Many individuals are given opportunities for service other than that into which their own personal interest enters. Opportunities for service to the cause are given to many Christian Scientists. The particular requirement may seem insignificant and the service of little moment; or it may be something that calls for much of our time, the setting aside of our own plans, or the rearranging of affairs to enable us to take up the duties which the call involves. The performance of these may bring to us a sense of pleasure, or they may seem arduous. The service may even be a humble one, and the performance of it seem unworthy of our sense of dignity; or it may be one which confers a mark of distinction. It may be a difficult task, as was Peter's when the Master requested him to tarry and watch, for we read that his eyes were heavy, so that he slept while the Master wrestled alone.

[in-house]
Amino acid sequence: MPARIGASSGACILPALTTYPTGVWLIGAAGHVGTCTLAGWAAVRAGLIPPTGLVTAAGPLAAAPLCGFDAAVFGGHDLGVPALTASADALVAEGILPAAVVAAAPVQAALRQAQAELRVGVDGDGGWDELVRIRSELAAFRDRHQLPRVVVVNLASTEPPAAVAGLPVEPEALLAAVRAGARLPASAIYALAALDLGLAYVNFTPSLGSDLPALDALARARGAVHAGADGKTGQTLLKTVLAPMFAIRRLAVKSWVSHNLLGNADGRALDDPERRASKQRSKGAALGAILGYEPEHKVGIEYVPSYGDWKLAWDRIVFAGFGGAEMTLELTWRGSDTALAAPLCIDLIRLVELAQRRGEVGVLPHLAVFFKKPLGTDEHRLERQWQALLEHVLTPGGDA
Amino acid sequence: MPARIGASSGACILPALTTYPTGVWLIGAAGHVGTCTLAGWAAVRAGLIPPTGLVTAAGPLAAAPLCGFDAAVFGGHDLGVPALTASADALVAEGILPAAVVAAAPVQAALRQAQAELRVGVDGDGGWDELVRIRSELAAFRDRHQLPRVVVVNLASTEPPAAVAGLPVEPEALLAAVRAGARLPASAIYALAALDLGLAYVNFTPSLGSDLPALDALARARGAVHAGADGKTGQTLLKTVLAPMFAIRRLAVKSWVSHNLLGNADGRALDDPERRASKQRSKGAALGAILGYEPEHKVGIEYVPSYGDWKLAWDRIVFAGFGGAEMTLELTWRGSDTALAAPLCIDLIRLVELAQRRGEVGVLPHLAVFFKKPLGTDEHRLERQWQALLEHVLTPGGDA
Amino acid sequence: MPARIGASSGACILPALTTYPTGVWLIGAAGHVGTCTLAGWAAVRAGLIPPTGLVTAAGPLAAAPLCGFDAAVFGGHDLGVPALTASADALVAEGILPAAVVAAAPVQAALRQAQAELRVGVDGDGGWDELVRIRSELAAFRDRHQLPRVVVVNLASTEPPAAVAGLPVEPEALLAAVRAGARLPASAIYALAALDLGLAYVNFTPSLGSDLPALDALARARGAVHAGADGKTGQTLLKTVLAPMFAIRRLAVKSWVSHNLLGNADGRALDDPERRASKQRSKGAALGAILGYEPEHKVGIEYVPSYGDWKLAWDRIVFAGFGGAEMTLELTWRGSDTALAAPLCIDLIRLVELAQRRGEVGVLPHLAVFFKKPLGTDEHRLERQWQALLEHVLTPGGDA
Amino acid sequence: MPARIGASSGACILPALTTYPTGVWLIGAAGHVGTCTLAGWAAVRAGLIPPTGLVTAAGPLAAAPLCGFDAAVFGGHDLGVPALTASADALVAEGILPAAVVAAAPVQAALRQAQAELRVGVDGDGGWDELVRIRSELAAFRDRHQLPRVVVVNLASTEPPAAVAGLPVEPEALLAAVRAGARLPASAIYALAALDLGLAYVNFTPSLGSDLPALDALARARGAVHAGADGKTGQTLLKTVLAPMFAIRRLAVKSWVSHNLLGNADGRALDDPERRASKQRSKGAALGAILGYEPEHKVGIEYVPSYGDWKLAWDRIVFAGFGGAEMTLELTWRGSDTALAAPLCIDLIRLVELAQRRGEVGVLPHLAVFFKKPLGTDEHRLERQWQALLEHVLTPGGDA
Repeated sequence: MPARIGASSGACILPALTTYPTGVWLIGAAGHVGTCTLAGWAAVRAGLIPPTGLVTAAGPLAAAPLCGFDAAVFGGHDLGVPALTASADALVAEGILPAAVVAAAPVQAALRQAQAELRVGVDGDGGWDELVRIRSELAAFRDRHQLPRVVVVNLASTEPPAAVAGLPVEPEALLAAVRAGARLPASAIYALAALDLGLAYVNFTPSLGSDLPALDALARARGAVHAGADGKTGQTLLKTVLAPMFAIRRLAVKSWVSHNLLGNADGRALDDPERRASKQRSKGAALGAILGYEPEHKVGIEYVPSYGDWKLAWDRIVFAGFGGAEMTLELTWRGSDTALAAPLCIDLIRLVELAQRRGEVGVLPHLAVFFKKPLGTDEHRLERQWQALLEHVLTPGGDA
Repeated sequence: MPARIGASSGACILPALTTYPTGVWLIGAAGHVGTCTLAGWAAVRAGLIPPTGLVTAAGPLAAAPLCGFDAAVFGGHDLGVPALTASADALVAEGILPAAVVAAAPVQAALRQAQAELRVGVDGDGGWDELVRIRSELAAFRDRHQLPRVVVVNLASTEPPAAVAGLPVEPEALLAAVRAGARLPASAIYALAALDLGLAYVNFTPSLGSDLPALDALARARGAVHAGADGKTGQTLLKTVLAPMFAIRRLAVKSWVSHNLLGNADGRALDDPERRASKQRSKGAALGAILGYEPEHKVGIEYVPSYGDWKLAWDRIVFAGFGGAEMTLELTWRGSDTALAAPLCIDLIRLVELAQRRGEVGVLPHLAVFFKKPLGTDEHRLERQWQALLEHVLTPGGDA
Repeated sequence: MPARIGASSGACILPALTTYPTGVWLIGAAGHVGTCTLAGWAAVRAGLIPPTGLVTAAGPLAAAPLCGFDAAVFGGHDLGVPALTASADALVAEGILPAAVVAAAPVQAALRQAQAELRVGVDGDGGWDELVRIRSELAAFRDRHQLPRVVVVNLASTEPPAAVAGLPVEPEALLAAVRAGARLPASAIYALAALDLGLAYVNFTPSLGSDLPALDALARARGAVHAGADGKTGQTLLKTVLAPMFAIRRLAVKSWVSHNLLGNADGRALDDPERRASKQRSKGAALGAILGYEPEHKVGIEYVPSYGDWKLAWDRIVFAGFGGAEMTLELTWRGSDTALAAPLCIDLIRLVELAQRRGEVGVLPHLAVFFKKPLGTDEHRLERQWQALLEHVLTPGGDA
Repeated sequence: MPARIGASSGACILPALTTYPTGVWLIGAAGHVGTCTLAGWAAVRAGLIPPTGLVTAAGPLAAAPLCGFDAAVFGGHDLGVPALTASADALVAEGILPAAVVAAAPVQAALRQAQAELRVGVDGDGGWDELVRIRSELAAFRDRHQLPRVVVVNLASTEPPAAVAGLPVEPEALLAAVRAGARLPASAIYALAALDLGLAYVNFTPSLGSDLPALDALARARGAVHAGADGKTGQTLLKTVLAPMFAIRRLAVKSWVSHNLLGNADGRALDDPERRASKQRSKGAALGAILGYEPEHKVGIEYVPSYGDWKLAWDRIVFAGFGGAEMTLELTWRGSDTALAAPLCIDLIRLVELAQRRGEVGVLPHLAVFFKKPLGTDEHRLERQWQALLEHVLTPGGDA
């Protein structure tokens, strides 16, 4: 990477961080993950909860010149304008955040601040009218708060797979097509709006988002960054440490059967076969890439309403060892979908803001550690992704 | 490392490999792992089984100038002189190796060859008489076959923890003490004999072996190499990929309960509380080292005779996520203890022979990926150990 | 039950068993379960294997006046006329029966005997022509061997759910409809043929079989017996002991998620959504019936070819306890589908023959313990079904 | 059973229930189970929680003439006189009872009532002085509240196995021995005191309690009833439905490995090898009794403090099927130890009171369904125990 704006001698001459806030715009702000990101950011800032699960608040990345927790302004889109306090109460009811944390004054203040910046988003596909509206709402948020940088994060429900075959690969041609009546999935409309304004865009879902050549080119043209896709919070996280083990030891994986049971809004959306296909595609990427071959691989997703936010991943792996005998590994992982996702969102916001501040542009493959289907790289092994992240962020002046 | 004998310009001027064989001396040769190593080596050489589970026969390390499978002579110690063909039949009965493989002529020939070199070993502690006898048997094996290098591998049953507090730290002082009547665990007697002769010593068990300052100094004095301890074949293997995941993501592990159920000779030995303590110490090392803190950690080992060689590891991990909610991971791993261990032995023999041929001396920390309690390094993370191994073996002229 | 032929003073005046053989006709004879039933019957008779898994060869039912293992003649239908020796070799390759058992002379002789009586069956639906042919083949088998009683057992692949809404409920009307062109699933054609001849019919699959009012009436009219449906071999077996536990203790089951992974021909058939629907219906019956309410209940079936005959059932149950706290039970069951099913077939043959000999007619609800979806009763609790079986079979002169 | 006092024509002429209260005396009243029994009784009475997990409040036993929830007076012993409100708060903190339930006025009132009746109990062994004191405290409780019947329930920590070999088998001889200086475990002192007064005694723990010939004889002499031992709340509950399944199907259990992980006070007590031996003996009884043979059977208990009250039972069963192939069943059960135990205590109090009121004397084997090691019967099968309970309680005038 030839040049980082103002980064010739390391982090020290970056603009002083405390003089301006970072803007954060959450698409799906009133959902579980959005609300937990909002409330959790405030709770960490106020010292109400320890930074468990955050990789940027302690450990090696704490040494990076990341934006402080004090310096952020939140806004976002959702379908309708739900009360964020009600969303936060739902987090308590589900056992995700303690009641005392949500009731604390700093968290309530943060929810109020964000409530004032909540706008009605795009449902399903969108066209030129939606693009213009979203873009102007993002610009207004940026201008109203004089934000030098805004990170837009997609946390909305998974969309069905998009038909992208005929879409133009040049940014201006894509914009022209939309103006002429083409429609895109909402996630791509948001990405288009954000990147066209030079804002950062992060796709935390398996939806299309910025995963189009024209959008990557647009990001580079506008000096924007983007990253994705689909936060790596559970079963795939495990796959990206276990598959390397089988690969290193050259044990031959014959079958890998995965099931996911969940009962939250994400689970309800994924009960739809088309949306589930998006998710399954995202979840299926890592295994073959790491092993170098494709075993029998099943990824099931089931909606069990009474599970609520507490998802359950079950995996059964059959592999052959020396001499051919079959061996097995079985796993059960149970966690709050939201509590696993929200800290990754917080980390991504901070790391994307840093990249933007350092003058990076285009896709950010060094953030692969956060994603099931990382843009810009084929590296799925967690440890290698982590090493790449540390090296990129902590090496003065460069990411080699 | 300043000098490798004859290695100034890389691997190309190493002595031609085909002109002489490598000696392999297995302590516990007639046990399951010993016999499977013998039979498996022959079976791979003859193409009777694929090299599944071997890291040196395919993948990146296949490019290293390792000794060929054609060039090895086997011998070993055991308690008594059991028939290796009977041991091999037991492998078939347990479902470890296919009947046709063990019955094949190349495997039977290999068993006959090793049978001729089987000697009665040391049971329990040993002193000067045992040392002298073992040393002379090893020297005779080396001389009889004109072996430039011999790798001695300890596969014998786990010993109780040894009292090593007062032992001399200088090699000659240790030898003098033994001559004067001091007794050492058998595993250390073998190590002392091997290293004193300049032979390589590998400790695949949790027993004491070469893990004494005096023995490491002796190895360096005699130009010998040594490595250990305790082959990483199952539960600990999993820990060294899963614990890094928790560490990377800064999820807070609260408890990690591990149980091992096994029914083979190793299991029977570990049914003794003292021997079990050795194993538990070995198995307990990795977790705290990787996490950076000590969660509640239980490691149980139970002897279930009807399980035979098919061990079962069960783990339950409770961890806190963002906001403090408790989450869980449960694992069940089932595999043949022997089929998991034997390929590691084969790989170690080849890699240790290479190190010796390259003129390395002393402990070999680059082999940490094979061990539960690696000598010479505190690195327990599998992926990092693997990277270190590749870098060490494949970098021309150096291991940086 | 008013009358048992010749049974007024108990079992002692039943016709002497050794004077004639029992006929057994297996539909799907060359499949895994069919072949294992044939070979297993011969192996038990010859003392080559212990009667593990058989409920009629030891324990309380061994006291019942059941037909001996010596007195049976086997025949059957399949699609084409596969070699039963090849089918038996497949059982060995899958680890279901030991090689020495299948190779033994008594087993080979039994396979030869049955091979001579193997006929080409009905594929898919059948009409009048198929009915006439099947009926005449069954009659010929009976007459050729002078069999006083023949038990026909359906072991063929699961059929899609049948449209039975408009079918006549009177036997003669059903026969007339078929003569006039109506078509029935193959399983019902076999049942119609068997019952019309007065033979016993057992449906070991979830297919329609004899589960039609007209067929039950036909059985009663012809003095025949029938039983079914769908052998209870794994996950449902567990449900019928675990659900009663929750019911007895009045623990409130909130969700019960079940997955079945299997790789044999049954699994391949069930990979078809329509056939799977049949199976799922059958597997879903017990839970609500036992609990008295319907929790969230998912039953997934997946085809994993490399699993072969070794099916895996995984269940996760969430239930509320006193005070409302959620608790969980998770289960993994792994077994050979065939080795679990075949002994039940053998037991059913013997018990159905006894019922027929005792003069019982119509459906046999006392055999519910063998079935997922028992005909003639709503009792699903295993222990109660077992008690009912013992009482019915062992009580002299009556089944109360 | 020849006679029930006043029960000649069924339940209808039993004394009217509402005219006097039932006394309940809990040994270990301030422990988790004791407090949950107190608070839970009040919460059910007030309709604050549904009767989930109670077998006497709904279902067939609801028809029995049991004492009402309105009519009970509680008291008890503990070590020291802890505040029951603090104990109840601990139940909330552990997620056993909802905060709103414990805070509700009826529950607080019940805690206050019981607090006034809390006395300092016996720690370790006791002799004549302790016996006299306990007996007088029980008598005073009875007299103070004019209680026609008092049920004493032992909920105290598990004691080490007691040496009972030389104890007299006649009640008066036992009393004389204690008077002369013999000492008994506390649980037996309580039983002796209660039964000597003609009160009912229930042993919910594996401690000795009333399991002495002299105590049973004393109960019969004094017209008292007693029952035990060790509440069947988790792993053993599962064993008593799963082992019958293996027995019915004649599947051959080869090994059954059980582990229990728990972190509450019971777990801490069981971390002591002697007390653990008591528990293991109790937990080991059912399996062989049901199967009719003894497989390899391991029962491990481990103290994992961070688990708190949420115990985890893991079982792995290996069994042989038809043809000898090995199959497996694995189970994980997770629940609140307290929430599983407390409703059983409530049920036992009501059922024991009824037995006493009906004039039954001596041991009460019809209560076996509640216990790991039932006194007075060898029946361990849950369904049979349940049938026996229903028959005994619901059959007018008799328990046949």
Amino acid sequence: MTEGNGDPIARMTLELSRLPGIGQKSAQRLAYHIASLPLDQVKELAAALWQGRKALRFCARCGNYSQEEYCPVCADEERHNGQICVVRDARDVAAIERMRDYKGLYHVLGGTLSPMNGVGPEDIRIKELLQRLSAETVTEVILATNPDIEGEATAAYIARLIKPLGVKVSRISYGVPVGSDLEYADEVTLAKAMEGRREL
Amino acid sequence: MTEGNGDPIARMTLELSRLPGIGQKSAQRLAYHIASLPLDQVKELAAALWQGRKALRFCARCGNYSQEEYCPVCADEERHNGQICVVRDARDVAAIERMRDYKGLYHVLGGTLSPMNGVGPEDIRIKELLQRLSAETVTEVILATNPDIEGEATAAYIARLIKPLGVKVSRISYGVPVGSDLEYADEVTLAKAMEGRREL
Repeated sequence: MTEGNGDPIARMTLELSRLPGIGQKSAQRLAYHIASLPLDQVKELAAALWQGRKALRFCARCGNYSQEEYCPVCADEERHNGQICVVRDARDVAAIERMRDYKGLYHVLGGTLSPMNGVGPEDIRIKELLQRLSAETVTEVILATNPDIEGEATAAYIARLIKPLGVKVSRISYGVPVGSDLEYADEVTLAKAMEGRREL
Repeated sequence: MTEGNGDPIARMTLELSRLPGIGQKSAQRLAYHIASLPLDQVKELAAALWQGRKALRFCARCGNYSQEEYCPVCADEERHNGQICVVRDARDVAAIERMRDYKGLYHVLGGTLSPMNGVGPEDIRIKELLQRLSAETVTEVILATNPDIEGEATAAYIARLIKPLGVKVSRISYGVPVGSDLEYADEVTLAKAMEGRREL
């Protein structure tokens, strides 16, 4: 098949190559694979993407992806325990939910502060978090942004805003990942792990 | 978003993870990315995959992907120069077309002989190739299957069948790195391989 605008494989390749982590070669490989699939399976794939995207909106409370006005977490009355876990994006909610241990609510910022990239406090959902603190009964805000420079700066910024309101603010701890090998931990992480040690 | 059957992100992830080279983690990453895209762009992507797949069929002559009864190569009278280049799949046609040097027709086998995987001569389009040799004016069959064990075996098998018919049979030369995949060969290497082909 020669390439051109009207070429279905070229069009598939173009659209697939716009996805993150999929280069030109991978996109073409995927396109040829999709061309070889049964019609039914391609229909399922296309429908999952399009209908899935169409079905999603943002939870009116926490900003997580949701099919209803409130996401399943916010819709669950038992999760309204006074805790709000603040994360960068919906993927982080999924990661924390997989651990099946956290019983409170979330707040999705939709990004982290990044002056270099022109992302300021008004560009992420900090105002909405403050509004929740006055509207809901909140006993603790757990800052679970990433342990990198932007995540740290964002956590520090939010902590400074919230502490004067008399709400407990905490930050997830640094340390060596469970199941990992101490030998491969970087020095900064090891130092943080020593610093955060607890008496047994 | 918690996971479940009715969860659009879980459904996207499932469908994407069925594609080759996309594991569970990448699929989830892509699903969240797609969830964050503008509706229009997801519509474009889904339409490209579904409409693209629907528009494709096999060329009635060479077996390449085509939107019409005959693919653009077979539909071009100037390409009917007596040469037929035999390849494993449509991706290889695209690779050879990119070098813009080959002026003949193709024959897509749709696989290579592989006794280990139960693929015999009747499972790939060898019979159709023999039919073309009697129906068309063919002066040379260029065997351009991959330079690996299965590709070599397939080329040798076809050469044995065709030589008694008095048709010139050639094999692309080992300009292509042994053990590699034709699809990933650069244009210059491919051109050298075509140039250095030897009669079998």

The Master's work requires many kinds of service. Of Peter and James and John, he asked that they watch one hour. Of one is asked participation in the varied activities in the field; of another, the best thought in the handling of large problems. Of one, the carrying of bundles; of another, the accounting of finances. Of one, the teaching of a class; of another, the giving of a cup of cold water in the spoken word, or other ministration.

Do we avail ourselves of the opportunities to render service lovingly? Do we put aside selfishness for the cause of Christ, Truth? Sometimes we hear one say, "I am not capable;" yet this one never entertains a doubt of the ability of another who may be asked to perform the same service. Is not this a guise under which selfishness is masked? Again, we hear the argument that we have already borne a share of the burden; it is now time for some one else. Of such it may be asked, Does it never occur to you that your opportunity to serve will not be always? Others will follow you, and they will take up the burden in turn. Like the spokes in the wheel, it becomes your turn now and then to bear up; but as the wheel moves on, another and another takes the place, and you are borne by them.

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July 11, 1914

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